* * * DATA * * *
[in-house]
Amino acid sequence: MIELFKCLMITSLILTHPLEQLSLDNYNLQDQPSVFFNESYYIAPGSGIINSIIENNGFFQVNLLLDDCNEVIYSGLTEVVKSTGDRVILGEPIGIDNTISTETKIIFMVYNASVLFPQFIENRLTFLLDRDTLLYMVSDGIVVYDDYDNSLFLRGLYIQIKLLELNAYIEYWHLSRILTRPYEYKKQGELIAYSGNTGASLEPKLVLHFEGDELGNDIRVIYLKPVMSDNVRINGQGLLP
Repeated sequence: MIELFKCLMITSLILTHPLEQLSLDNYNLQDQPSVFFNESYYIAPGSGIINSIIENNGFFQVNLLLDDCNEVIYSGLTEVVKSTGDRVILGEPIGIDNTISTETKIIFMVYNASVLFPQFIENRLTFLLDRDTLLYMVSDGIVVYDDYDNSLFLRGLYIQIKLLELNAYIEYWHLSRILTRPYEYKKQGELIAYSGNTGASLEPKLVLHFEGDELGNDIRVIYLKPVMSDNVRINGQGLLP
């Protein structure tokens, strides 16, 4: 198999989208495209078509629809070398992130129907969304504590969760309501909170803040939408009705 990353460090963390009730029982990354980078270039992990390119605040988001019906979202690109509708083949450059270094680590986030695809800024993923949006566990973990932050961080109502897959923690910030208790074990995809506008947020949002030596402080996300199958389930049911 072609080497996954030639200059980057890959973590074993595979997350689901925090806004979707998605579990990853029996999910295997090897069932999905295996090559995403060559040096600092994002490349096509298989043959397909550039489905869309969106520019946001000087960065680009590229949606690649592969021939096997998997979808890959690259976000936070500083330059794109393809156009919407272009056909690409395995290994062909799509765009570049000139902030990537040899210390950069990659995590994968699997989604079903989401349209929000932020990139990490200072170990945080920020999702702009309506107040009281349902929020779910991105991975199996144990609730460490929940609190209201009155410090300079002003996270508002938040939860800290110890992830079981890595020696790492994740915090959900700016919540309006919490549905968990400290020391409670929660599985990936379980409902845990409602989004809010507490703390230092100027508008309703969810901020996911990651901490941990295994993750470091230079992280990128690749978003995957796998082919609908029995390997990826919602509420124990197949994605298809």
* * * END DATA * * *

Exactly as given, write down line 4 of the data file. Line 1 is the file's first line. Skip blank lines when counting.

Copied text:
């Protein structure tokens, strides 16, 4: 198999989208495209078509629809070398992130129907969304504590969760309501909170803040939408009705 990353460090963390009730029982990354980078270039992990390119605040988001019906979202690109509708083949450059270094680590986030695809800024993923949006566990973990932050961080109502897959923690910030208790074990995809506008947020949002030596402080996300199958389930049911 072609080497996954030639200059980057890959973590074993595979997350689901925090806004979707998605579990990853029996999910295997090897069932999905295996090559995403060559040096600092994002490349096509298989043959397909550039489905869309969106520019946001000087960065680009590229949606690649592969021939096997998997979808890959690259976000936070500083330059794109393809156009919407272009056909690409395995290994062909799509765009570049000139902030990537040899210390950069990659995590994968699997989604079903989401349209929000932020990139990490200072170990945080920020999702702009309506107040009281349902929020779910991105991975199996144990609730460490929940609190209201009155410090300079002003996270508002938040939860800290110890992830079981890595020696790492994740915090959900700016919540309006919490549905968990400290020391409670929660599985990936379980409902845990409602989004809010507490703390230092100027508008309703969810901020996911990651901490941990295994993750470091230079992280990128690749978003995957796998082919609908029995390997990826919602509420124990197949994605298809």